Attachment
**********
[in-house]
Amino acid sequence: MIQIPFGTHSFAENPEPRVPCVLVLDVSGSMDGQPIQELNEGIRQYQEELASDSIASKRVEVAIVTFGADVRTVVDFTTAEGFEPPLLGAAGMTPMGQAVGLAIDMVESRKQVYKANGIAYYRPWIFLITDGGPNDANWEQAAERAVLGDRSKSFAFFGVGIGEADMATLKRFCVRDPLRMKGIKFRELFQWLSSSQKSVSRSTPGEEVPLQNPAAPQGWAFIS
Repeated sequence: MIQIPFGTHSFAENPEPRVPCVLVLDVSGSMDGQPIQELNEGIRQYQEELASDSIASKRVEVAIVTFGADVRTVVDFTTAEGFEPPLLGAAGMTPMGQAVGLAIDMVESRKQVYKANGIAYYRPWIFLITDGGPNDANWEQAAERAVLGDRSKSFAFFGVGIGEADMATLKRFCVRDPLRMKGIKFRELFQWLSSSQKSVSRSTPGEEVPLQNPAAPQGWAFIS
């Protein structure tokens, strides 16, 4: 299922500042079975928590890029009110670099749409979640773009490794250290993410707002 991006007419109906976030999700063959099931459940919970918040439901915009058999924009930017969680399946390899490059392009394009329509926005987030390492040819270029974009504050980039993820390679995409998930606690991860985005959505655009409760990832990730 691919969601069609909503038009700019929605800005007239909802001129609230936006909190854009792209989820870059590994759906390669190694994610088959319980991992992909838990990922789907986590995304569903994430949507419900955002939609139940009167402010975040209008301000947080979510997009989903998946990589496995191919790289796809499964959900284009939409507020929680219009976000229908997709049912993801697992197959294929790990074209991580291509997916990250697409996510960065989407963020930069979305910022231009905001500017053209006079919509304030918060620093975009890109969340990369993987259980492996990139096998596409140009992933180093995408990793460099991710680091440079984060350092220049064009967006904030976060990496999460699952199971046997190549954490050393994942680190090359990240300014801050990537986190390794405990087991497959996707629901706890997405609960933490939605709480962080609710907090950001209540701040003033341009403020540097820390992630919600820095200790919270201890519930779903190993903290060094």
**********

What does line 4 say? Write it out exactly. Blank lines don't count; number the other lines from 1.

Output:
């Protein structure tokens, strides 16, 4: 299922500042079975928590890029009110670099749409979640773009490794250290993410707002 991006007419109906976030999700063959099931459940919970918040439901915009058999924009930017969680399946390899490059392009394009329509926005987030390492040819270029974009504050980039993820390679995409998930606690991860985005959505655009409760990832990730 691919969601069609909503038009700019929605800005007239909802001129609230936006909190854009792209989820870059590994759906390669190694994610088959319980991992992909838990990922789907986590995304569903994430949507419900955002939609139940009167402010975040209008301000947080979510997009989903998946990589496995191919790289796809499964959900284009939409507020929680219009976000229908997709049912993801697992197959294929790990074209991580291509997916990250697409996510960065989407963020930069979305910022231009905001500017053209006079919509304030918060620093975009890109969340990369993987259980492996990139096998596409140009992933180093995408990793460099991710680091440079984060350092220049064009967006904030976060990496999460699952199971046997190549954490050393994942680190090359990240300014801050990537986190390794405990087991497959996707629901706890997405609960933490939605709480962080609710907090950001209540701040003033341009403020540097820390992630919600820095200790919270201890519930779903190993903290060094």